Saturday, June 11, 2005

Fisher Price Computer

Mean, but kind of funny. I have to admit, I've said this to Mac users in the past.

Kidnapping Recruits 2:

In which a reader responds in an utterly reasonable way making the author feel like a wild-eyed crazy person.

I said:
"Okay, I invite my right-leaning readers to justify this. Show me why I need not be concerned about the government taking kids off the street and forcing them to sign papers. 2 ground rules: if you say, "he wasn't tortured" or use the words "nazi" or "soviet" you lose."

To which I got this response from a semi-regular commenter:
I probably AM 'right wing' by some reckoning but I really hate the Left - Right labels. I like kittens and being nice to people AND shooting guns. Progressives have called me a Nazi and Gun Nutz have told me to get my bleeding heart out of Dodge. You can't win sometimes.

A boat I find myself in quite a bit, actually. I also tend to reject the Left/Right labels but lately, at the provocation of Travis and my son, I've started to think again about what it is the Left stands for and so have been caught up again in the false dichotomy. My Bad.
I only point out that we don't - really - know what happened. We have the Mom's side of the story, a few bits from he kid (described IIRC as shy) and ... that's it. The column is just that .. a column. They have a restricted word count and the point is to tell a story, not to report facts.

True we only have one side and I've convicted without hearing the defense. Not good on my part. OTOH I think it's still within the mandate of the press to report facts. That may not be the case here, i.e. there may be facts unreported or a different story, and I haven't been completely impartial in jumping to my conclusion. Fair enough.
As it happens (small world!) Ms. Paynter responded to a polite well-reasoned email I sent yesterday. She called (if I understand her correctly) the recruiter in question and left a message. He hadn't called back as of early afternoon today. She said she was interested in hearing both sides of the story.

I must now lapse into conjecture. Likely his SOP requires him let the PIO handle the press and he's sent the contact up the chain of command. He might or might not want to call Ms. Poynter. If they said "don't do that" he's in dutch with his OIC. If he doesn't the government is being muleish.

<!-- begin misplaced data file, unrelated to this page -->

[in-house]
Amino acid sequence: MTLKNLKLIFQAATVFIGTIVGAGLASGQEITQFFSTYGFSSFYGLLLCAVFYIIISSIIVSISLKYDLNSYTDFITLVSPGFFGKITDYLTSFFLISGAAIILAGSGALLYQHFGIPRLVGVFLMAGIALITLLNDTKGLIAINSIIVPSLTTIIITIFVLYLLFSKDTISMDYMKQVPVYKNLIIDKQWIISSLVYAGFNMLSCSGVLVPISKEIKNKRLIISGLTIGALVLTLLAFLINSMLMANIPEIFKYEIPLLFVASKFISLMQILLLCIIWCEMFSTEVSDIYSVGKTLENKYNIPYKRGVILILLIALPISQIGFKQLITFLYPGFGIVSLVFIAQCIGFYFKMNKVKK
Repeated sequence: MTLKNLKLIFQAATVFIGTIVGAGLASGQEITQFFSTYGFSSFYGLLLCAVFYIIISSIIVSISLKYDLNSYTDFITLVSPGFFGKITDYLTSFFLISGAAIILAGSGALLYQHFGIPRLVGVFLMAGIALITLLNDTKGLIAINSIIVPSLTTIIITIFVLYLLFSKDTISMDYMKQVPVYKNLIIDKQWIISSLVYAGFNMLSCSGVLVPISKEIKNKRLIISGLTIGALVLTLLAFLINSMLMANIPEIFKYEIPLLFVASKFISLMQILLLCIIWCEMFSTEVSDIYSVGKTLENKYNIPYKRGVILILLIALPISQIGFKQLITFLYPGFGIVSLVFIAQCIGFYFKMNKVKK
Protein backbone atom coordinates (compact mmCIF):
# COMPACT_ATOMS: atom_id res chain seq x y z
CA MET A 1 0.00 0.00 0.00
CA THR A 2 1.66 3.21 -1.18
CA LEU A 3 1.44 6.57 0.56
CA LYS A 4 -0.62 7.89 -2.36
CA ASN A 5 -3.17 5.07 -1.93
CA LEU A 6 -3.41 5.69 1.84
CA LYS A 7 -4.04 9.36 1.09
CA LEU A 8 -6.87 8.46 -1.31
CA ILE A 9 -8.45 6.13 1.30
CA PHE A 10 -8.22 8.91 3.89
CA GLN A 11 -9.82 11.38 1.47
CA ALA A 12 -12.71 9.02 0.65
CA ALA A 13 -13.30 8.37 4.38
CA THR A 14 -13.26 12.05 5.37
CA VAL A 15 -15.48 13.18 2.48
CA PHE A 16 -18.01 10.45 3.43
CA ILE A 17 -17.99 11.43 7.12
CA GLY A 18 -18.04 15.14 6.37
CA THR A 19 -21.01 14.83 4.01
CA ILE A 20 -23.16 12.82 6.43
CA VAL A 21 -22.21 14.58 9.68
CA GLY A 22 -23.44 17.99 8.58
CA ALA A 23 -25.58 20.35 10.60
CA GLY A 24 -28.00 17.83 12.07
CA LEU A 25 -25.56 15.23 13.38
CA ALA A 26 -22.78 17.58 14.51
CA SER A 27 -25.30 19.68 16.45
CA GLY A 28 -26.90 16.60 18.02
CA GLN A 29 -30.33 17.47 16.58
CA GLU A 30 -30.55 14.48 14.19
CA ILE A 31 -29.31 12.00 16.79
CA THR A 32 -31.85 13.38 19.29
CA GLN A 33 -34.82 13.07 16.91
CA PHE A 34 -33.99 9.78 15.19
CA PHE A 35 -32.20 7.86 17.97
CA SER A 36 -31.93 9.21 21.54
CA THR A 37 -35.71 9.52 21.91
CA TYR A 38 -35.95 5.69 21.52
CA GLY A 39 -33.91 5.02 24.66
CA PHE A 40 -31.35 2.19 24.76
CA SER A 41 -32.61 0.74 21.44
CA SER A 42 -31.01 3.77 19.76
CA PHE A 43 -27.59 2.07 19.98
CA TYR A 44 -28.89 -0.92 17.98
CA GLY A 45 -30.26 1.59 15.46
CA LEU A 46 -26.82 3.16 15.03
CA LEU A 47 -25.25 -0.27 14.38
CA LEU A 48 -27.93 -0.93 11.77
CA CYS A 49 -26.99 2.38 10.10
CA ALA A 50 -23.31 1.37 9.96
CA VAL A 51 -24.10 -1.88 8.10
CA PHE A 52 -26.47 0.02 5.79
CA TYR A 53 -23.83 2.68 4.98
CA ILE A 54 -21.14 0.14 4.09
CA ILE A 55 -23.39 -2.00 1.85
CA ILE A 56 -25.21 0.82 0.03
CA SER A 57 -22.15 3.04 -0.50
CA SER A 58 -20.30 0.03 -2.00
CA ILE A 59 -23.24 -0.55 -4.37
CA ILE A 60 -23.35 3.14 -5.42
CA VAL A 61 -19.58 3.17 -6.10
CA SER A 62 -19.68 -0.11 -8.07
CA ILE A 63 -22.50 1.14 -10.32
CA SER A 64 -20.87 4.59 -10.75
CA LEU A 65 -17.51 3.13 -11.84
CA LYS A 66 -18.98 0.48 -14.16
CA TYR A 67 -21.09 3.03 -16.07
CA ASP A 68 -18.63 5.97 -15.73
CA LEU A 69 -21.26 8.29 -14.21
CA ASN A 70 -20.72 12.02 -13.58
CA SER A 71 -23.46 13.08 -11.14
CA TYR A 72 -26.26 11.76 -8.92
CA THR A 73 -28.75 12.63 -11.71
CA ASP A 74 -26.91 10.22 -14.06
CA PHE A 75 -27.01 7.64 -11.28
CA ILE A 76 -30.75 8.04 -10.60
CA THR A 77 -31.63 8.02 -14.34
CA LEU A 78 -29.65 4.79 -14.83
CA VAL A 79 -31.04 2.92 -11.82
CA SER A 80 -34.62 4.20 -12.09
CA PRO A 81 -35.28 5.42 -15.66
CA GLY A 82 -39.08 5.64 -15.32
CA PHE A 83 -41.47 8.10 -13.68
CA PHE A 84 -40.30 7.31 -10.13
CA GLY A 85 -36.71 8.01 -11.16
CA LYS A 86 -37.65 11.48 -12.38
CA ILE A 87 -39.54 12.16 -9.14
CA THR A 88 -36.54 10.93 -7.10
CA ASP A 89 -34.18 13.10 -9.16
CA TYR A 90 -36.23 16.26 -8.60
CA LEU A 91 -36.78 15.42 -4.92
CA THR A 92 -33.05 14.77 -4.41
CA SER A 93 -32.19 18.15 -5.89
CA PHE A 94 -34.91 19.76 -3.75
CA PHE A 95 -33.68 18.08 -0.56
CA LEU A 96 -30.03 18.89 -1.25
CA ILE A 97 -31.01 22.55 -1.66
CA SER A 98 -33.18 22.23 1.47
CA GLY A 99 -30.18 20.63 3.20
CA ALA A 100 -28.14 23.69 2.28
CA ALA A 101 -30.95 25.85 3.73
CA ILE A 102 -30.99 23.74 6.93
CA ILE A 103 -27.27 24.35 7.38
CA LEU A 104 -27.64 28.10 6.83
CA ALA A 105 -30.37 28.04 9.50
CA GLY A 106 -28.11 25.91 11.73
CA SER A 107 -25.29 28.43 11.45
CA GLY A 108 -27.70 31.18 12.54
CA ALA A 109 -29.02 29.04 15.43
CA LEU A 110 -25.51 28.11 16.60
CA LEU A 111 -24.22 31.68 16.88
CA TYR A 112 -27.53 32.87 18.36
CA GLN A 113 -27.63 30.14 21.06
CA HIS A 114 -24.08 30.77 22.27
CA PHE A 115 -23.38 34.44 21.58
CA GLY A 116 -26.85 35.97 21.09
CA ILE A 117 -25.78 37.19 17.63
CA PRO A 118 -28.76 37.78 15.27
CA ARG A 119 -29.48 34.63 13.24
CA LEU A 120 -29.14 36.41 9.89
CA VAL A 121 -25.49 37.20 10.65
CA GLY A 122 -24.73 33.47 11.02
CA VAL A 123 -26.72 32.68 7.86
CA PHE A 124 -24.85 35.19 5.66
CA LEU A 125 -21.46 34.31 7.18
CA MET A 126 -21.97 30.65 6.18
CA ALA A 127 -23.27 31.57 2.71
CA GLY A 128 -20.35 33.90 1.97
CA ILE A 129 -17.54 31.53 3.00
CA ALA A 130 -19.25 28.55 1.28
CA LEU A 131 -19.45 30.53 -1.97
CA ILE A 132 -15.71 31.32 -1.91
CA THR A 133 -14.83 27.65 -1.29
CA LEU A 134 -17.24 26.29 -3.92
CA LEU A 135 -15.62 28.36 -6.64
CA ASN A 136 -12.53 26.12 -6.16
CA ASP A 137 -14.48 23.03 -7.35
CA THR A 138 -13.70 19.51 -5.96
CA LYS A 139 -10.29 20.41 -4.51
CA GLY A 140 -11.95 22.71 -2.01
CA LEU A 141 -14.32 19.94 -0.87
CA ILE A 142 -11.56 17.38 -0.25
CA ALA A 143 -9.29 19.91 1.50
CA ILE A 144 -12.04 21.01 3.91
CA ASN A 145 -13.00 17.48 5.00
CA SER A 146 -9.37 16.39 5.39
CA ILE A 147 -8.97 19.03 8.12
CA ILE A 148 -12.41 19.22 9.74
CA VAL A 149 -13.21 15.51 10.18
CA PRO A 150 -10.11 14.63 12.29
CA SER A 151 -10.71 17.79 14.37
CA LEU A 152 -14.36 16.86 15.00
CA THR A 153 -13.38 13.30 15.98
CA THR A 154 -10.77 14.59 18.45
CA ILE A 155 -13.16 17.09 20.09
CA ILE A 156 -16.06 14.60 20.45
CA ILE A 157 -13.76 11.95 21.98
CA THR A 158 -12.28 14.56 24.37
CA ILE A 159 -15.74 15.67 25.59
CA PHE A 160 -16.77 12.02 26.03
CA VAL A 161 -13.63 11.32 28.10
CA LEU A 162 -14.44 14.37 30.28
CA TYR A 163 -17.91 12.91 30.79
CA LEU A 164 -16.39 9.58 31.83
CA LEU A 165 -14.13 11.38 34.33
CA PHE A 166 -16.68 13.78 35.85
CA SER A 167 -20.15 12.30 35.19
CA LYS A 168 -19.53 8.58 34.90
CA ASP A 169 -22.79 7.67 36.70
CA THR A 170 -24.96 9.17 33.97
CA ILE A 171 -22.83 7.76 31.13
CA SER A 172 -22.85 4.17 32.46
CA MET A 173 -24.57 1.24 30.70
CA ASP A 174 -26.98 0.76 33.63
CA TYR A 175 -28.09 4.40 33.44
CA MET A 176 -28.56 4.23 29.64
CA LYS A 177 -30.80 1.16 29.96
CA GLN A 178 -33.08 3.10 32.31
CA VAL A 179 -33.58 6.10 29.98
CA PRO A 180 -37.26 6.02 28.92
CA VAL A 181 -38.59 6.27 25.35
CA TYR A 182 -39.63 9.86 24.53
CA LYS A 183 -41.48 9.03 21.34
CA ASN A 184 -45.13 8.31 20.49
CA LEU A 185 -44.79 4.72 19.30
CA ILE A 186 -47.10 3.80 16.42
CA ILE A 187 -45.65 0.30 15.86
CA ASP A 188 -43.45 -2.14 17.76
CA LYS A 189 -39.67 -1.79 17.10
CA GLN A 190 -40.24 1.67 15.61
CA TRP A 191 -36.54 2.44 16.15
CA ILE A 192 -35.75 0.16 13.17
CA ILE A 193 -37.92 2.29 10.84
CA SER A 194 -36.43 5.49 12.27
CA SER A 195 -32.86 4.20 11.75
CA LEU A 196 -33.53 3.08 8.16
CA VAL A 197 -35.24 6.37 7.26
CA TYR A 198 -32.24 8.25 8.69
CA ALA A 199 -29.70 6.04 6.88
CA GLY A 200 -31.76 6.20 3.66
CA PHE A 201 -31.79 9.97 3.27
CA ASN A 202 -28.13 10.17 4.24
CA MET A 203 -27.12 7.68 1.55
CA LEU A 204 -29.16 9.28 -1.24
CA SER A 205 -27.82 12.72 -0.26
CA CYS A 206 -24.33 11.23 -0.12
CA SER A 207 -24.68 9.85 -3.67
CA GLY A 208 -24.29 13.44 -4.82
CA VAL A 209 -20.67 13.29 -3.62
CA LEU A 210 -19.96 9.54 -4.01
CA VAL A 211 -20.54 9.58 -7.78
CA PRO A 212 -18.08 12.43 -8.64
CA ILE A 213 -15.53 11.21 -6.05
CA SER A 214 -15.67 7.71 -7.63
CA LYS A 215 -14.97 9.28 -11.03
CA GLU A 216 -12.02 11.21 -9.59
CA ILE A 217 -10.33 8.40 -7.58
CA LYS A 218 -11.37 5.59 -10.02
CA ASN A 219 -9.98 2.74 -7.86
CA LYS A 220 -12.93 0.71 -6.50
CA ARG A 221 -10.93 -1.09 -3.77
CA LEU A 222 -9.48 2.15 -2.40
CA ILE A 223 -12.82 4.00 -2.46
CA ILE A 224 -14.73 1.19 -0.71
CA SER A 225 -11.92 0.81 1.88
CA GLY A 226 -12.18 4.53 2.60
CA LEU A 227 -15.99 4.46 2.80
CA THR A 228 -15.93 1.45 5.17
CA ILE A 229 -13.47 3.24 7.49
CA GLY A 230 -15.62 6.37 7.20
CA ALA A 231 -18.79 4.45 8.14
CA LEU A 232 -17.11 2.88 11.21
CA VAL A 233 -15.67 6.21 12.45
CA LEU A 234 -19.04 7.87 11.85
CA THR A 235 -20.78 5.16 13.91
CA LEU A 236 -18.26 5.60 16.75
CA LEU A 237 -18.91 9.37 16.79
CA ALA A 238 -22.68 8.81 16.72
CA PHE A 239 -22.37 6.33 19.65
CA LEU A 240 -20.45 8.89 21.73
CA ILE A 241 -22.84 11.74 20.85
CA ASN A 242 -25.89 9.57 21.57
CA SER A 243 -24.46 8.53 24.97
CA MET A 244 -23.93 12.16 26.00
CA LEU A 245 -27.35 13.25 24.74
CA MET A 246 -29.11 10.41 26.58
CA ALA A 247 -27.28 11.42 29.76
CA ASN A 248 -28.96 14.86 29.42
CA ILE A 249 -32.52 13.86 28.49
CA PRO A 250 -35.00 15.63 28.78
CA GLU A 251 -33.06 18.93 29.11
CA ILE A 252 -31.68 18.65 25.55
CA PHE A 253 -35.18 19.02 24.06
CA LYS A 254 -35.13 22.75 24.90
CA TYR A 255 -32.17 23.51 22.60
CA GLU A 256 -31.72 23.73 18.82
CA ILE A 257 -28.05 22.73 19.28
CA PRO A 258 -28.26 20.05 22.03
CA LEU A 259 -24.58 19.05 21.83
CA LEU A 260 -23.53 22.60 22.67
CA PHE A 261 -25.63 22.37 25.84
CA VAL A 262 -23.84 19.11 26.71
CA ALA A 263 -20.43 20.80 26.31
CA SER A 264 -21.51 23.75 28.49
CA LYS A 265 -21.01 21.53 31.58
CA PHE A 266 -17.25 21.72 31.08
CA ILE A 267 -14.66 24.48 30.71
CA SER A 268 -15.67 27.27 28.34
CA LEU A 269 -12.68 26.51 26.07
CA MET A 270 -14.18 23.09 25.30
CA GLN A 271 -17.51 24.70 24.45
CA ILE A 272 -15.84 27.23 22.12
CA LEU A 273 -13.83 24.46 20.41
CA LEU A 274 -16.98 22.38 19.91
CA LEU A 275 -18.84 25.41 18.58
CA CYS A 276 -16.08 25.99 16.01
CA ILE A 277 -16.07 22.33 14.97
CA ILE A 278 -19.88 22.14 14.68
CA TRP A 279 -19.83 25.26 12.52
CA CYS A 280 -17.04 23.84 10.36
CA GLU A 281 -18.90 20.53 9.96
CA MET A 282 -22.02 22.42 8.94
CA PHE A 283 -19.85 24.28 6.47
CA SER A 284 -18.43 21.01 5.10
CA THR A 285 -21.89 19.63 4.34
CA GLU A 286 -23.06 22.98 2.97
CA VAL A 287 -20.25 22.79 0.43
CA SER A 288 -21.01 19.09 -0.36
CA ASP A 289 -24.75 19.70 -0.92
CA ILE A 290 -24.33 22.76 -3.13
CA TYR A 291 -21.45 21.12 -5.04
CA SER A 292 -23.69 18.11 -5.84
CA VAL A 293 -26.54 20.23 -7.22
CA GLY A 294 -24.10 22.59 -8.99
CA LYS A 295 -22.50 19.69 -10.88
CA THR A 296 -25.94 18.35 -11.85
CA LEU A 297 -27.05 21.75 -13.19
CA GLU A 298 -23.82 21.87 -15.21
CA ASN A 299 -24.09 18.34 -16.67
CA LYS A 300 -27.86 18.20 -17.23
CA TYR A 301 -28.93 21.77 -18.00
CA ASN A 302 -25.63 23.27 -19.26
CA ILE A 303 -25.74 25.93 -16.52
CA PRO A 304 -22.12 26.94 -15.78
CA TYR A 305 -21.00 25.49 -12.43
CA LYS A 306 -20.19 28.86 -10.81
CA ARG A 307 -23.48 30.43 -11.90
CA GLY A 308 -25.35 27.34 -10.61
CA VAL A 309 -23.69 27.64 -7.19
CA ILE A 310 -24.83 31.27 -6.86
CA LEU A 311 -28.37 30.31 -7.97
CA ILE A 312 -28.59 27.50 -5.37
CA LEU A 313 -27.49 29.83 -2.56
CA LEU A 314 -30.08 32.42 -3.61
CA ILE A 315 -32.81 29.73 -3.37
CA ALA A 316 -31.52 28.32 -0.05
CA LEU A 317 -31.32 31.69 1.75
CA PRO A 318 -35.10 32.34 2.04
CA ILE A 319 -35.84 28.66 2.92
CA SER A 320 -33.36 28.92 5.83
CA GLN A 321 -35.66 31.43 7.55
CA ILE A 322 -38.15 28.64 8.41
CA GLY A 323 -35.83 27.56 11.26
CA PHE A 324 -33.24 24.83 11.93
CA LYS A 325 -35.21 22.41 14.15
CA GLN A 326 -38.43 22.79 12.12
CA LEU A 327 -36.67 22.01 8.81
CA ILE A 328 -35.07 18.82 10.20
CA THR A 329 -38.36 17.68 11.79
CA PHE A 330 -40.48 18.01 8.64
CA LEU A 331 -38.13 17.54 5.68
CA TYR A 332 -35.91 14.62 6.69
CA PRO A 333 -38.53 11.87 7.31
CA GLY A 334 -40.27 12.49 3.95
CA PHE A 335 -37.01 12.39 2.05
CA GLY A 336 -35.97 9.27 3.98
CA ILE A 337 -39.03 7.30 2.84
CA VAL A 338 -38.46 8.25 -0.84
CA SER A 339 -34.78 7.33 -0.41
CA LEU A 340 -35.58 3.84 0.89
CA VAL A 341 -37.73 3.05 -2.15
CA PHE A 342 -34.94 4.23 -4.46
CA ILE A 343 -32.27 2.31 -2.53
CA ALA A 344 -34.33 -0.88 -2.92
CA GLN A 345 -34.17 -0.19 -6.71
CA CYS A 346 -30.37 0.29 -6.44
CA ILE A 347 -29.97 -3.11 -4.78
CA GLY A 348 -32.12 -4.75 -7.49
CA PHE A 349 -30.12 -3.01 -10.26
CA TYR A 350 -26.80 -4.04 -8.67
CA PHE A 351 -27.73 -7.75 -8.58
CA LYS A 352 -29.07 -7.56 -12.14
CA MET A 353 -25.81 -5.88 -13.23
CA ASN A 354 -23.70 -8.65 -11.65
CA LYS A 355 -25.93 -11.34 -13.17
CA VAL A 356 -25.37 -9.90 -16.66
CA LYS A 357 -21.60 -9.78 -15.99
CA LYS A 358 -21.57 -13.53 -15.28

More conjecture based on events that happened in 1985. The conversation (mostly) jibes with what I've heard recruiters say. Back in the day (as of 1993) a Marine recruiter got points only if his enlistee graduated boot camp - the idea being that this would ensure the recruiter didn't shove people in for the sake of points who were otherwise unqualified.

This seems like a sane and reasonable policy.
I doubt they'd grab the kid without his explicit 'yes'. The kid was described as 'shy' and it's possible he did say 'yes' or there was a communication snafu of some type - he was getting passive-aggressive and they took that as 'this kid is ready to go'.

I did think about this. I know how I was at 18 and it was pretty wishy-washy and, in the right conditions you probably could have gotten me to say just about anything. That said, I still think it would be coercion.
I further note that the events described (where the recruiters had the kid) don't sound like he was on his way to Boot - it sounds like they had him in for ASVAB testing but ... who knows?
One screwed up event does not a policy of impressment make. And we're light-years away from needing a draft for reasons that would make this letter much longer than it already is.
What can I say? A response 90% conjecture wasn't what you were looking for but absent the other side of the story it's all we've got.

Agreed! Absolutely agreed. One event is not a policy of impressment. My only concern is that it's a cockroach effect, for everyone you see, there are 10 more hiding under the fridge. Even that isn't a policy. I do worry that, in the push to make numbers, the recruiters are getting desperate and taking measures into their own hands, doing things they normally wouldn't do. At no point though, do I think these guys were acting under orders.
My honest opinion is, we need a draft. It's the only way to solve a variety of problems, not the least of which is getting Iraq into shape to govern itself. I was alive and aware during the Vietnam war (although a kid) and unlike the current war, it was something that was talked about with much seriousness every single day. My parents and uncles were in their mid-20s, so it was a topic of great relevance to them. I think if we called up a draft, if would crystallize a number of issue about the war, about the sacrifice of troops and about getting the job done right. I think you just cannot fight a long term war with a volunteer army. It's just doesn't make sense to me.


After being prompted for months to get a decent looking blog that allows commetns, I finally moved to

Hopefully this will mean, a) getting rid of a lot of crap associated with Dreamweaver and b) more postings since I can do this from my desk at work again.

I'll add some of the old stuff into here, but mostly it will still be at the old site.